Gill South consults a Feldenkrais practitioner in a bid to reduce her asthma symptoms after exercising.
I've succumbed to the first cold of the year and have dosed myself up on various cold medications plus supplements before going off to see Caryn Truppman, a Pt Chevalier Feldenkrais practitioner. I don't want her to send me away because I'm too sick.
I've come to see Caryn today because I have been wheezing a bit after exercise, a mild exercise-induced asthma, my GP has diagnosed. A few of my friends are getting this at the moment. And while I have been supplied with an inhaler, I would rather find a more natural alternative. I am told Caryn is excellent at helping people with breathing.
The Feldenkrais Method was designed by Moshe Feldenkrais, a physicist, engineer and judo master born in the Ukraine in 1904. His method is all about learning to move in more effective ways, based on principles of physics, engineering, learning and human development. Feldenkrais can improve posture, breathing, flexibility and co-ordination - and can help where physiotherapy fails.
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The first thing the practitioner remarks on when she meets me is my eyes - is one eye weaker than the other, she asks. Slightly yes. My eyes are having an effect on the way I "use" my body, she says. My body twists, compressing the diaphragm, to compensate and I don't use my peripheral vision as much as I should, she says.
Caryn works around my body prodding in certain places. The practitioner wins my heart, telling me I have an athletic body. I say "ha!" to all those doubters out there. She works a lot round my ribcage and spine, especially in the lower and upper thoracic areas. I ask her how she would describe what she's doing. It's not manipulation, she says, rather she is having a somatic conversation with my body. She is feeling and listening with her hands. She is working to soften, to improve flexibility and stability.
The idea is that the workload for my body should be shared by more of it. Working on my right side, she shows me how she has lengthened it and increased its flexibility, then she starts on my left side which has some pins and needles in protest at having to do some work.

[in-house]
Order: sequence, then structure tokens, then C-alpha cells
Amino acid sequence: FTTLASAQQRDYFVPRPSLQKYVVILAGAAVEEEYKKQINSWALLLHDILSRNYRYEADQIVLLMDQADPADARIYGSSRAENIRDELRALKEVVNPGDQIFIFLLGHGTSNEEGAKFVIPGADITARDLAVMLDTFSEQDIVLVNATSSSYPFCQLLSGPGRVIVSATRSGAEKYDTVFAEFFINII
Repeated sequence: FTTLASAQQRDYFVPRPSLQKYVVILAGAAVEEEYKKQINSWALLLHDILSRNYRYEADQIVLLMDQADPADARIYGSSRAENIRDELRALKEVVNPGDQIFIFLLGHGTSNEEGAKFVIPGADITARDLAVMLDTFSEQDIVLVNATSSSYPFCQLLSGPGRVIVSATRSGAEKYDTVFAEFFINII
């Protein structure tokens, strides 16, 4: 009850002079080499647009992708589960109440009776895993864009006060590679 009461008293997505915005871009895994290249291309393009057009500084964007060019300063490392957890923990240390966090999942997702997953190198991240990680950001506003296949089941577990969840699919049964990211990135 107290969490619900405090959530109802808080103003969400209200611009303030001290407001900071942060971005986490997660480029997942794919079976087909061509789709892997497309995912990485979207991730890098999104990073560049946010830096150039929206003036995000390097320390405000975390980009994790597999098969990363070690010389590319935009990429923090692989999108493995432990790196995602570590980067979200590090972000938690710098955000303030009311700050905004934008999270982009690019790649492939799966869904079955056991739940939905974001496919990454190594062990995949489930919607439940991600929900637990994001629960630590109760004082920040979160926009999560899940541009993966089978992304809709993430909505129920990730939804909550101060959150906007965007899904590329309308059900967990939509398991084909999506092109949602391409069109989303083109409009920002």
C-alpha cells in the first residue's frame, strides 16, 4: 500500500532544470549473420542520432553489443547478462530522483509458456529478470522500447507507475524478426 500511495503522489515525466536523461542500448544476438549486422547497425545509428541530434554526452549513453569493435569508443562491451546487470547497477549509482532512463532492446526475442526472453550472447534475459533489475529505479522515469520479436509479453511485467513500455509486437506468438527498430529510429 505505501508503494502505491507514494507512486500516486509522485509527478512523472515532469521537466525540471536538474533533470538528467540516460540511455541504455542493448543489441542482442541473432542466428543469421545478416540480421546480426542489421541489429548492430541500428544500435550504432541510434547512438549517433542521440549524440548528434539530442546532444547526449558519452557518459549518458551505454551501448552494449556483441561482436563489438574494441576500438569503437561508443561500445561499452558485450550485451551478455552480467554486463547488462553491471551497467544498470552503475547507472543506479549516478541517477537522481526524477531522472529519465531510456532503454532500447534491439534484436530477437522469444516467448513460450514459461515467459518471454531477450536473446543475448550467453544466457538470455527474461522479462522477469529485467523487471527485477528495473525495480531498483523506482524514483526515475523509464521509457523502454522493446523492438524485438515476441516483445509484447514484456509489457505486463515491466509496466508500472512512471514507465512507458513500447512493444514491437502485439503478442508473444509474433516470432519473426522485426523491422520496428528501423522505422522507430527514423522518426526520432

We do some breathing exercises, very gently, taking segments of breath and putting very little strain on the body. I should only do these when very relaxed, she says. I've been told by my GP that I hyperventilate at times. What Feldenkrais is doing is bringing awareness to constraints like this. I arrive with a very tight neck, probably thanks to this horrible cold, and my head was off to one side, says Caryn. I also had rounded shoulders. Gee, I sound like the Hunchback of Notre Dame.
I leave, feeling tired but relaxed, really loosened up. No longer am I a 19th century crone.
It's very hard to describe Feldenkrais, a friend of mine and I agree, but there's definitely a place for it for those of us who have gotten into bad habits. I'm going to think about attending some classes where you become more aware of your movement habits while discovering new, better patterns of behaviour. As Caryn says it's about allowing your body to do what it does best, getting bad patterns out of the way. Then the pathways become a lot clearer. Often your nervous system will block out parts that are not working.